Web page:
It was my intent from the very beginning for A to be for Admitting You Need Help. It was the first ABC’s of T graphic that I made. It was the thought that got all of the juices flowing.
And then I started to think about what it was I need help with and why it was so hard to admit it.
Hi! I’m T, and I’m a processed food addict. Like the famous Lay’s slogan, I can’t eat just one…of anything…EVER.
I fought the addict label for so long. How could food be addictive? Wasn’t it just a case of me have the weakest of all will power known to human kind? If I say I am a food addict, am I down-playing the seriousness of the “real” addictions others struggle with? Just toughen up, T!
It wasn’t until I was willing to admit that processed food addiction was real, and that I was in the grasp of it’s clutches, that I started to make progress on the merry-go-round that was my diet and weight loss/weight gain cycles. And even then, it took me a long time to come to understand what I know and believe now about the power of chemicals in so-called foods to enslave us to unhealthy behaviors. Just claiming the label, I was able to start taking a stand for my own health and well being—both with myself and with others.
It became easier to turn down inappropriate food when I could tell someone, “I’m in recovery for a food addiction. Eating that will may cause me to relapse.” Whether people believe that one can be addicted to processed food or not, it put things in a context that they understood and that made it easier for me to advocate for my own sobriety.
I still don’t love the label. But I’m grateful for it.
A is also for admitting you need help. Believe me, I have tried for years to overcome my issues with food. I was embarrassed by what appeared to simply be a lack of will power. You don’t get to be 360 pounds without having a string of unfortunate incidents and uncomfortable conversations, sometimes even with total strangers. These incidents compounded and over time left me in a place where I was so ashamed and embarrassed about my situation that the last thing I was willing to do was be vulnerable enough to ask for help—whether the potential help was from a program, a doctor, a professional or even those I loved and trusted. I just couldn’t put myself in a place where I would have to open up and be honest about where I really was physically, emotionally, or spiritually. And I certainly couldn’t admit that I needed someone or something to help me battle a freaking bag of Oreos. How weak was I?
I don’t know about the rest of you, but admitting I need help is not one of my strong points. Why is that? I don’t believe others get through their lives and all of the hard things that come their way without having to rely on others–why should I be any different? Why have I put the unrealistic expectation on myself that I should just be able to handle whatever comes my way without needing help from anyone else, or even from God?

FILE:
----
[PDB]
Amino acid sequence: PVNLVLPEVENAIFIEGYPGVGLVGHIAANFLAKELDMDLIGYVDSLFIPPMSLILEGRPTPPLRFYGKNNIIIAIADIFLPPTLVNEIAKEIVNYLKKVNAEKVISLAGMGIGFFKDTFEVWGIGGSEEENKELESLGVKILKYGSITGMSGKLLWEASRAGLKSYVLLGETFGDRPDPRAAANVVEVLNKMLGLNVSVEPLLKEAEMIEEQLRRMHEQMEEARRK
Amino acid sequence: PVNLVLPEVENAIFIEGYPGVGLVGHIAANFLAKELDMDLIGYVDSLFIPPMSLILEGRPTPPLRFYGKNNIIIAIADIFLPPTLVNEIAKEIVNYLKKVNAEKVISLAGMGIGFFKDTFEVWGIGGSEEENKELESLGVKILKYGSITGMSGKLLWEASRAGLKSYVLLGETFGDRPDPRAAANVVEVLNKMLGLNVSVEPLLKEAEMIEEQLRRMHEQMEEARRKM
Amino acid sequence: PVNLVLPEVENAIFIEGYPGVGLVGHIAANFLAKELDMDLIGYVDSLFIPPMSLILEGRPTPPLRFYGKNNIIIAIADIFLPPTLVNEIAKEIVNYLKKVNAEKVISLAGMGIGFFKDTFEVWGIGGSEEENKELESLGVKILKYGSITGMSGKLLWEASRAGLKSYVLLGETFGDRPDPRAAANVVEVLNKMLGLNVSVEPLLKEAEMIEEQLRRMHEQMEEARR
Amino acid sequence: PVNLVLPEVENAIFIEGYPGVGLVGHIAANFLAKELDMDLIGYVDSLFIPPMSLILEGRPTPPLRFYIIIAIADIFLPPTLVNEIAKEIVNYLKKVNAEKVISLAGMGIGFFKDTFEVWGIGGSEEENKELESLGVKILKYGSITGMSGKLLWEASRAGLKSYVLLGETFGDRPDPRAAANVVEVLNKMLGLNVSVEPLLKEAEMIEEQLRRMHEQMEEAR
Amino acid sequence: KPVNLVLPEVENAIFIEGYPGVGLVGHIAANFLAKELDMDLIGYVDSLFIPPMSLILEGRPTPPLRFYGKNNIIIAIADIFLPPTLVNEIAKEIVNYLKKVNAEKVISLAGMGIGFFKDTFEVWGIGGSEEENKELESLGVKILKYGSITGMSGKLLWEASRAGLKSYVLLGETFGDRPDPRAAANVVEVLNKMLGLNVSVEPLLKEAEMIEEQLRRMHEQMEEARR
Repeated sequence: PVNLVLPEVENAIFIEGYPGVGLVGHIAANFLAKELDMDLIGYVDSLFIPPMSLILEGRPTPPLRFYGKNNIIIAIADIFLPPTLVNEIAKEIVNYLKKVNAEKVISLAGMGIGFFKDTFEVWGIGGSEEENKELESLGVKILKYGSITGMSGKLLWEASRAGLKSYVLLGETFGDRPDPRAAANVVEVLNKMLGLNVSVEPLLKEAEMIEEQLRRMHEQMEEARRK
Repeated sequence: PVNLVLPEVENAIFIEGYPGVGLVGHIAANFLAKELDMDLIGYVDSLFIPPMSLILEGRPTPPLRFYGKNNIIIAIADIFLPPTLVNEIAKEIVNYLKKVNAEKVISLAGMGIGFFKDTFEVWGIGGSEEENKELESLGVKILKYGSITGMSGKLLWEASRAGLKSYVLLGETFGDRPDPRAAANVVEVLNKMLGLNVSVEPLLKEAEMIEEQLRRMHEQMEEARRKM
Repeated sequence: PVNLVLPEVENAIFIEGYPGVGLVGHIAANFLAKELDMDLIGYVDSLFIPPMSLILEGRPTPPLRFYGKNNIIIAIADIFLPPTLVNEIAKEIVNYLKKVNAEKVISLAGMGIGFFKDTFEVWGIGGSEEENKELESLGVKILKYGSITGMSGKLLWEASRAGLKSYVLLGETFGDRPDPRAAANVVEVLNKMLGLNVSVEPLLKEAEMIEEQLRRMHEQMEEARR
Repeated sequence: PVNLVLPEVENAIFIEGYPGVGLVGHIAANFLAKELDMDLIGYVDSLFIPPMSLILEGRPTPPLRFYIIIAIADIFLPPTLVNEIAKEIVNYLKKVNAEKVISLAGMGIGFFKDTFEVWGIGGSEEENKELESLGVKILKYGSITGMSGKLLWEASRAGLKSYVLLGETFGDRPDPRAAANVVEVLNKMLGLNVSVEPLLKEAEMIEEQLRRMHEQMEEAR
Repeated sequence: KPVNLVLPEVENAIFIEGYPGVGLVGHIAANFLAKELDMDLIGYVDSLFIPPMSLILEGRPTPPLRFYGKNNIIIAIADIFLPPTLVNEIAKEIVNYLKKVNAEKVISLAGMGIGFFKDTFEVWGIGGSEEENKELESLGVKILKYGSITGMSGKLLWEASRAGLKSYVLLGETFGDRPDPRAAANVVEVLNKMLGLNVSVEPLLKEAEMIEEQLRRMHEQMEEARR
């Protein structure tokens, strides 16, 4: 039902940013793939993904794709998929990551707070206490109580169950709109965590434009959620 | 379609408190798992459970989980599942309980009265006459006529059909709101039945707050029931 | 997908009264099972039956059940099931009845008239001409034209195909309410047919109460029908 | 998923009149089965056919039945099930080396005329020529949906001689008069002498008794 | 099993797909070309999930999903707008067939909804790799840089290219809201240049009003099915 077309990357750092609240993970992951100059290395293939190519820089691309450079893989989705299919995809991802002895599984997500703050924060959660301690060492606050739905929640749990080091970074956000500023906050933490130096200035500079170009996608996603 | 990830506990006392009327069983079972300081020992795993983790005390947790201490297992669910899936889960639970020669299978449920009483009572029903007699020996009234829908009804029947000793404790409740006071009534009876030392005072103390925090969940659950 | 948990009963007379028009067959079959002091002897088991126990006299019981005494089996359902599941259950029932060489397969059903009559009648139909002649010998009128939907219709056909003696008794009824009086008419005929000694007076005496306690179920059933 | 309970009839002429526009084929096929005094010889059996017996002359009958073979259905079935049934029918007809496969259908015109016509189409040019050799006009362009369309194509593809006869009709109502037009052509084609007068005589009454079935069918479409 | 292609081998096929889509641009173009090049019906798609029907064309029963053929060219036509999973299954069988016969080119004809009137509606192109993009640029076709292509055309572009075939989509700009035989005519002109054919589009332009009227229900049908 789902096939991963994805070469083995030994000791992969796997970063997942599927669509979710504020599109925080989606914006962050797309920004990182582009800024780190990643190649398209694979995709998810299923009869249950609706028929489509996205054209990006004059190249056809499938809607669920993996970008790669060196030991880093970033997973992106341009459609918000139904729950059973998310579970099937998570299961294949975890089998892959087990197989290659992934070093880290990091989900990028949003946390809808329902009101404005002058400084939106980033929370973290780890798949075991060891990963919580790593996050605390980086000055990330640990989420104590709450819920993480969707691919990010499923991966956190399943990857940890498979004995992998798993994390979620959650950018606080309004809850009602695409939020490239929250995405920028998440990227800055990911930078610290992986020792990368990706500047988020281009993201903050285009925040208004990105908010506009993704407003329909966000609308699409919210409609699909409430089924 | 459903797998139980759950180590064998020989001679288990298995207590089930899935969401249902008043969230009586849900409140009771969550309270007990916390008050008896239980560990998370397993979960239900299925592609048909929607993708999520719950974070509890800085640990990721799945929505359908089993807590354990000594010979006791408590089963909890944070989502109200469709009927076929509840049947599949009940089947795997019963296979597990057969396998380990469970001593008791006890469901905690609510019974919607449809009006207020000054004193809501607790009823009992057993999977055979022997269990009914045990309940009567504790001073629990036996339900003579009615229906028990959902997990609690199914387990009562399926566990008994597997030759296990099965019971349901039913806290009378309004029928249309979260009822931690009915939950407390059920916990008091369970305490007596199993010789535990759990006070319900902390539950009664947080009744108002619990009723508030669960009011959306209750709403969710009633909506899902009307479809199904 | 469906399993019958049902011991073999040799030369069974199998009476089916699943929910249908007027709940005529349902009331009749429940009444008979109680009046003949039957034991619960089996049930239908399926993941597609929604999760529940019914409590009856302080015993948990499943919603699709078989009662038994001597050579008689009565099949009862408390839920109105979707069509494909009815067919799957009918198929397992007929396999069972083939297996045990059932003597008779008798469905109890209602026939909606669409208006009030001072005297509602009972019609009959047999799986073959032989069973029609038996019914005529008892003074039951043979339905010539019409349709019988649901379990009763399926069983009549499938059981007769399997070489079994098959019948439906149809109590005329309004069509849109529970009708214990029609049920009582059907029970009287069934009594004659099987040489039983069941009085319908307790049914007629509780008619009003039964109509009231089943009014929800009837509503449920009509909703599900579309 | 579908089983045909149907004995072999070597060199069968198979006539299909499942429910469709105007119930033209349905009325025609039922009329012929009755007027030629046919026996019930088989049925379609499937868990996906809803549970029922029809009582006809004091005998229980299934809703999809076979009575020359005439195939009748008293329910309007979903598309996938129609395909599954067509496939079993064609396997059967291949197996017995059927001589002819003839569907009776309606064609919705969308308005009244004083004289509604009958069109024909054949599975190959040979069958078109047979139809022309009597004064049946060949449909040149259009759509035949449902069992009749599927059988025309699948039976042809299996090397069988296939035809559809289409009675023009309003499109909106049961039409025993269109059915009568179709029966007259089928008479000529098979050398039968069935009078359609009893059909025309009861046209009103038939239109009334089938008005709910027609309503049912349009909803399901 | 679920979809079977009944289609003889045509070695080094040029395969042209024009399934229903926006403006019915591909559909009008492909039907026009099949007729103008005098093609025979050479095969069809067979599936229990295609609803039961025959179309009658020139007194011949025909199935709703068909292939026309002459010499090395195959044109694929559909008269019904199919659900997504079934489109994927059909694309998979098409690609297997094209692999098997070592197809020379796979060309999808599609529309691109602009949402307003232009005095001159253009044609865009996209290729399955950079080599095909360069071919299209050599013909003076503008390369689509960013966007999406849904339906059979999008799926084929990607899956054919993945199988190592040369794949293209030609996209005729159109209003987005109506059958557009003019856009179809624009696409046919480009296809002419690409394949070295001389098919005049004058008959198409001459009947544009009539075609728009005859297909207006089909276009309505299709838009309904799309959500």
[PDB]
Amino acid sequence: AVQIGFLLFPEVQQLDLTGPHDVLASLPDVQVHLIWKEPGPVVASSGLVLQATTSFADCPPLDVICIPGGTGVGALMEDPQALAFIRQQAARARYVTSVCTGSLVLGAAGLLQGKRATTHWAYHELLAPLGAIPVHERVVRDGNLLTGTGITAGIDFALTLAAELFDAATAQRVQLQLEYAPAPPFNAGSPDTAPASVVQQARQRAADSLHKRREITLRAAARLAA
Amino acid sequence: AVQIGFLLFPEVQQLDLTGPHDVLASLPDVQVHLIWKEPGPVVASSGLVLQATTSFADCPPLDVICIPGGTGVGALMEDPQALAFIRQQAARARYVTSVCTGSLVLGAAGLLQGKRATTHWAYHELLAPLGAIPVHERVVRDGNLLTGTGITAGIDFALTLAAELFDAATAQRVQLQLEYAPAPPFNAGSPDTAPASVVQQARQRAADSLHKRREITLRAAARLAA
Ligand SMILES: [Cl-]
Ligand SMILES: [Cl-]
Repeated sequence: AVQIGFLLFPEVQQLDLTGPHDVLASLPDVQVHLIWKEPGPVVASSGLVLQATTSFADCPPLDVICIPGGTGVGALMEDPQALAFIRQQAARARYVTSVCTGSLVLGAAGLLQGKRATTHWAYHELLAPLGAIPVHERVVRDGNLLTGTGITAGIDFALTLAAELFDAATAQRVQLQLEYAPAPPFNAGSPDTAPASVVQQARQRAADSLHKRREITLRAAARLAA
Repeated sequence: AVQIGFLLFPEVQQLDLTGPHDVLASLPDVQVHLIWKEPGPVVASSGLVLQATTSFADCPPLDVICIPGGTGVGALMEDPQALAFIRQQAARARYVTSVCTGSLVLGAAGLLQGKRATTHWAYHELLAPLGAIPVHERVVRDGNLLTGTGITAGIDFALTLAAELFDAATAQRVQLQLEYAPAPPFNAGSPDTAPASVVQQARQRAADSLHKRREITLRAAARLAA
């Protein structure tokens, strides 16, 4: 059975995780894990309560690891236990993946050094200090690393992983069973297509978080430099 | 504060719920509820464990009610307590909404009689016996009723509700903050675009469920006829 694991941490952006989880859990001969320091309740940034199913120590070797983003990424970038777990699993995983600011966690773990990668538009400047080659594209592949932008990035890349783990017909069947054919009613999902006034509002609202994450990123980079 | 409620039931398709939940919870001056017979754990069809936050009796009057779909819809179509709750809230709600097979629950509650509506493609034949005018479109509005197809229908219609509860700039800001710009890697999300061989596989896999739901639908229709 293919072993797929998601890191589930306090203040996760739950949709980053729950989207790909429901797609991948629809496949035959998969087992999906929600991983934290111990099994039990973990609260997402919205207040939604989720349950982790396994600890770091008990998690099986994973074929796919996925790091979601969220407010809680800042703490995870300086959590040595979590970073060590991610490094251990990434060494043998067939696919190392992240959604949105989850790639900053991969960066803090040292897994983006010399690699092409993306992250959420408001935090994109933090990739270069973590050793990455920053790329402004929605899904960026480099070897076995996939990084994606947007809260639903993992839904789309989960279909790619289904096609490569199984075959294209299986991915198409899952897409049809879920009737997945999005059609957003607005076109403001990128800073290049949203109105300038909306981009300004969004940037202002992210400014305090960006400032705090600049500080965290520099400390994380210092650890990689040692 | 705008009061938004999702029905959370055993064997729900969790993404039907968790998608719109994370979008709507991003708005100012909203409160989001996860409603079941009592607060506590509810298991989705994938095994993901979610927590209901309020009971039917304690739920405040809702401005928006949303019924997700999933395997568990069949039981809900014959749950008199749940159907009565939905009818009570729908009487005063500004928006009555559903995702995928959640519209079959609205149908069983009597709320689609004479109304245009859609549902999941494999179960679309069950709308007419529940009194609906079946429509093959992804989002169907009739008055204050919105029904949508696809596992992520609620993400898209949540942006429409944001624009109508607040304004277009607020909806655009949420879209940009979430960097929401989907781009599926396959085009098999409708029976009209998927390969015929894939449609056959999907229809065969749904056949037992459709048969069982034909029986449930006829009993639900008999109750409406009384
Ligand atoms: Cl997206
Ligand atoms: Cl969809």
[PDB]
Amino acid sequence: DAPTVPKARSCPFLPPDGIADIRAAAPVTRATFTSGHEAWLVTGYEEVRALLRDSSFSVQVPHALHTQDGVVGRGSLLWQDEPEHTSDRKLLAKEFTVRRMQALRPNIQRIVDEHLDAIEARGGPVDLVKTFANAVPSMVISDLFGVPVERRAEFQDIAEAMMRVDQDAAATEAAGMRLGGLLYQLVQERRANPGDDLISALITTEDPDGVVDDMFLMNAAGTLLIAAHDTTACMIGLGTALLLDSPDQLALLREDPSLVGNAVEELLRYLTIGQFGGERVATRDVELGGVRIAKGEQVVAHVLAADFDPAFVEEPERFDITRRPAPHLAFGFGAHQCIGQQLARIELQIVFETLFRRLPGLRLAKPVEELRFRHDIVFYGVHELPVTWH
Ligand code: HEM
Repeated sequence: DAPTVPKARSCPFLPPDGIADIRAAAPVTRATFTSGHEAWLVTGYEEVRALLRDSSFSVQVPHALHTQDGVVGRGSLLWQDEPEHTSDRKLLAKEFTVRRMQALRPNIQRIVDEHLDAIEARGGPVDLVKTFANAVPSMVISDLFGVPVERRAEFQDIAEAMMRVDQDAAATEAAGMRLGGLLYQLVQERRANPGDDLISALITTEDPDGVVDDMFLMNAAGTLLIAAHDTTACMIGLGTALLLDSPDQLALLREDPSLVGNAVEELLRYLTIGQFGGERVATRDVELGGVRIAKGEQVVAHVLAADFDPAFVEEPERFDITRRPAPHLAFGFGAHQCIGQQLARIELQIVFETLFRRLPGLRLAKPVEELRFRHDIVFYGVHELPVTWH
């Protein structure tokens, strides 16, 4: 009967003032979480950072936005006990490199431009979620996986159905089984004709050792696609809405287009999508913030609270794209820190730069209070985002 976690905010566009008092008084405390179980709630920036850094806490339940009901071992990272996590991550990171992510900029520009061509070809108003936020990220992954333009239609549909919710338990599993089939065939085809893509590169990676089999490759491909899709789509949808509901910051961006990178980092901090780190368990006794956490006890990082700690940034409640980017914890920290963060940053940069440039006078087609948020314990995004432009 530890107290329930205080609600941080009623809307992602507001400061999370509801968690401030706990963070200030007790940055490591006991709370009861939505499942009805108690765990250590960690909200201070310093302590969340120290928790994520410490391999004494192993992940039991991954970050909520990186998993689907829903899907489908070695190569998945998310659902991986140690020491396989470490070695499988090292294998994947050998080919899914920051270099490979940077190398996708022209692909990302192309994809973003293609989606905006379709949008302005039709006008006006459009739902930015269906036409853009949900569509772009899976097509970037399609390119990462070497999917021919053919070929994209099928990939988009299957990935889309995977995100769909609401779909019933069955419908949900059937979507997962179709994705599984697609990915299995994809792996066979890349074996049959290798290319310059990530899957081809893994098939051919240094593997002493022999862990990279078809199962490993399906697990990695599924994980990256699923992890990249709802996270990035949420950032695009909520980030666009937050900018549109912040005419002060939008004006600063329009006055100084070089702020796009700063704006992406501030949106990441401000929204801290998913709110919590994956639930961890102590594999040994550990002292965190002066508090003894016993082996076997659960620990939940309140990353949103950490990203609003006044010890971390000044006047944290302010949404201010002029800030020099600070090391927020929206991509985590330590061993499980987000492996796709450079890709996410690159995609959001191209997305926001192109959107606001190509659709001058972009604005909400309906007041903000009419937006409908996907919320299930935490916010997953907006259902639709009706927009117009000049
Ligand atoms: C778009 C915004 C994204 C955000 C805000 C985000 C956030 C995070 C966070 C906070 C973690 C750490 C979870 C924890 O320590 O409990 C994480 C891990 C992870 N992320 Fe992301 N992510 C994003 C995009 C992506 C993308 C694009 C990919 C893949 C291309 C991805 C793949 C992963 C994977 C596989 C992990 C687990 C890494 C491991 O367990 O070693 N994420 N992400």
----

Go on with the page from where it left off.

This is particularly true when it comes to health and fitness. Somewhere in my mind, I got myself into this situation and I should be able to get myself out. I wouldn’t hold any other obese person to that standard, so why would I do that to myself?
I think part of it comes down to a fear of letting others in. If I ask someone for help or admit that I have a problem, then I have to let them in and trust them with the dark underbelly of my soul–which isn’t really that dark, but I’m just afraid that if someone really knows me they won’t like me. After all, I spent decades not liking myself, so how could I expect anything different from others.
I have been battling obesity, depression, and self-doubt for almost three decades. I have had moments where I have been really focused and I’ve lost a lot of weight (up to 88 pounds multiple times previous to now). I have done this a variety of ways–Weight Watchers, Phen/Fen, a couple of programs that were offered through work and many many more. I’ve read books. I’ve gone to conferences. In each of these attempts there has been an element of admitting that I needed help, and yet with each of them there has also been that giant wall that I put up trying to protect my already bruised and broken ego and heart. I set limits on what I was willing to admit I needed help with and how much I would let those willing to help see of me and my struggle.
It’s no wonder those other times didn’t work. I wasn’t all in. When things got hard—which they inevitably did—I would use it as proof that the program was wrong, that the time wasn’t right, or that I wasn’t cut out to be anything other than “the fat friend” in the story of my own life.
This time is different because I am willing to admit that I am an addict and that I need help. I’m willing to be vulnerable and let people I admire see that I have struggles and that I am weak. Being open, really open, is still a huge struggle. It’s uncomfortable and makes me want to run away and hide. Sometimes I still do. But I’m making progress.
If any of this sounds familiar to you, I urge you to take a look at your life. What are you willing to admit? Do you need some help? You are stronger than you know. People love you more than you think. Reach out! And when it gets scary and you want to run and hide, be brave! You’ve got this!